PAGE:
Since they took over from Labour as the governing party in Scotland after the 2007 Holyrood elections, they have pursued a bizarrely hypocritical policy of centralizing as much power in Holyrood as they can. This is extremely hypocritical of them and very ironic as since their inception eighty-nine years ago, the SNP have complained about the evils of power being centralized in London and this is precisely what they are doing themselves when they get into power. They complained that this kind of centralization led to poor government as these central authorities knew nothing about the far away parts of the UK they were governing, yet this has been the exact result of SNP centralization of power in Holyrood on Scotland itself since it assumed control at Holyrood.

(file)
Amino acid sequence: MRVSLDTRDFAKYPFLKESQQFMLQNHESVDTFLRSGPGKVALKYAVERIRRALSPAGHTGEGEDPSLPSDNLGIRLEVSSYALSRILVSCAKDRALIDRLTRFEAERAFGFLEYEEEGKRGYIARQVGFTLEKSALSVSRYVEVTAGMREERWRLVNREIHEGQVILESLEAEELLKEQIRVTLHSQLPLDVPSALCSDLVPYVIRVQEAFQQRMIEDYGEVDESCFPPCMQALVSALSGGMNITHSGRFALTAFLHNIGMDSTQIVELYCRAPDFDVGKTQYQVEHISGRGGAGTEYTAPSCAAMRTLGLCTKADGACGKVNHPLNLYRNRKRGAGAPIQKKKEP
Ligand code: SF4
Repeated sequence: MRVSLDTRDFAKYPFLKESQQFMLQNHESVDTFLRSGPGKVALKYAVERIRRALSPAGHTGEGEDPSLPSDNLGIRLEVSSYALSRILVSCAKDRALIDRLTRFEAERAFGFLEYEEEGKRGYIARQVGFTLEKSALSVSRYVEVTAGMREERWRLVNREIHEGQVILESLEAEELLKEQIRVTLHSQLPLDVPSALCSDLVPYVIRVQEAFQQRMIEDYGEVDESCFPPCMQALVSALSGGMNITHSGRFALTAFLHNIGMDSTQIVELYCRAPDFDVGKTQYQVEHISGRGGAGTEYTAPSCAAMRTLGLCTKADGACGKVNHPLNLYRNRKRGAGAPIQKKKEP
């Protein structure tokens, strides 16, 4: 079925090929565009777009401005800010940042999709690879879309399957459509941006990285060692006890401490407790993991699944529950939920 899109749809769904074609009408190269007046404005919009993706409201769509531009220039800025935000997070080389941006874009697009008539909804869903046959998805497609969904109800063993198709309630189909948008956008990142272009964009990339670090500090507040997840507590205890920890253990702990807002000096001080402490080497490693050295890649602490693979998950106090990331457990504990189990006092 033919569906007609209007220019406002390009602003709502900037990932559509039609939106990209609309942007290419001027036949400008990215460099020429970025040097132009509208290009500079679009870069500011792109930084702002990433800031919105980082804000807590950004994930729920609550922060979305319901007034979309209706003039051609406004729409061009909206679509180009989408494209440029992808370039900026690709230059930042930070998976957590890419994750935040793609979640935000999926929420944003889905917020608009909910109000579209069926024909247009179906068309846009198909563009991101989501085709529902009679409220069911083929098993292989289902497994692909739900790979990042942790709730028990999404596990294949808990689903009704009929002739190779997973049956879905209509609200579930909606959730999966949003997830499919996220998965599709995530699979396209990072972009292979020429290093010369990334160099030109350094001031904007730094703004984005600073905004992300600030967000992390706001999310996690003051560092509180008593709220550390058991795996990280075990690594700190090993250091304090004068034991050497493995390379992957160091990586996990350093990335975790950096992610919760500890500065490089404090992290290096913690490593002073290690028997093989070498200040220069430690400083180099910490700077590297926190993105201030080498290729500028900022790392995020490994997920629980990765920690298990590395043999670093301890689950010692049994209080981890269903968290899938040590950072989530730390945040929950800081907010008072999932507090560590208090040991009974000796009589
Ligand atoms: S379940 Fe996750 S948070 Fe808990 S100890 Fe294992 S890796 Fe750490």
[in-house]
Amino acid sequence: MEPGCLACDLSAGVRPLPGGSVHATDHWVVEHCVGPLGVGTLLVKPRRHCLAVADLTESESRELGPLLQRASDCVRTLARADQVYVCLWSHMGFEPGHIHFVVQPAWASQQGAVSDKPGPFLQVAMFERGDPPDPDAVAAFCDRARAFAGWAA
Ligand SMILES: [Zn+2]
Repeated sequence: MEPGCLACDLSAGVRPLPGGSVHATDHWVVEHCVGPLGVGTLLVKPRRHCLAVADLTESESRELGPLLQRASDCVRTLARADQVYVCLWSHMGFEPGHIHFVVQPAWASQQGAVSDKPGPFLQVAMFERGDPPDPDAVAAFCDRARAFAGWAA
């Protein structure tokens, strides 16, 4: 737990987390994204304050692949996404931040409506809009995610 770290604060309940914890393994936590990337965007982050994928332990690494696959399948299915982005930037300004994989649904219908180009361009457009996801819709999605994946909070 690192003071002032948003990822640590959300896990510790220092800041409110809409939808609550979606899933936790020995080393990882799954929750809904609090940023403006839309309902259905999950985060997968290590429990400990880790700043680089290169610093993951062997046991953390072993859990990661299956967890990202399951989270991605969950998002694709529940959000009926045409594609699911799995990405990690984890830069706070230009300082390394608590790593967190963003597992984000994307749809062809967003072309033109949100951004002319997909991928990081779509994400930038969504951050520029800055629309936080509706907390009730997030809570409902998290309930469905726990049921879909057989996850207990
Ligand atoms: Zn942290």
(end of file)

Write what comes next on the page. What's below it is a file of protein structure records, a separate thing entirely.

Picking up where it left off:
One act of centralization that has led to major ramifications for the ordinary citizens of Scotland has been the major merging of regional police and fire services.

Police Scotland was formed on 1st April 2013 by the merger of several local constabularies that had previously policed their own local areas. The Scottish Fire and Rescue Service was formed by the merger of eight regional fire services, also on 1st April 2013. This led to decisions on policing and fire services being made in the central belt of Scotland rather than in the local communities that they served.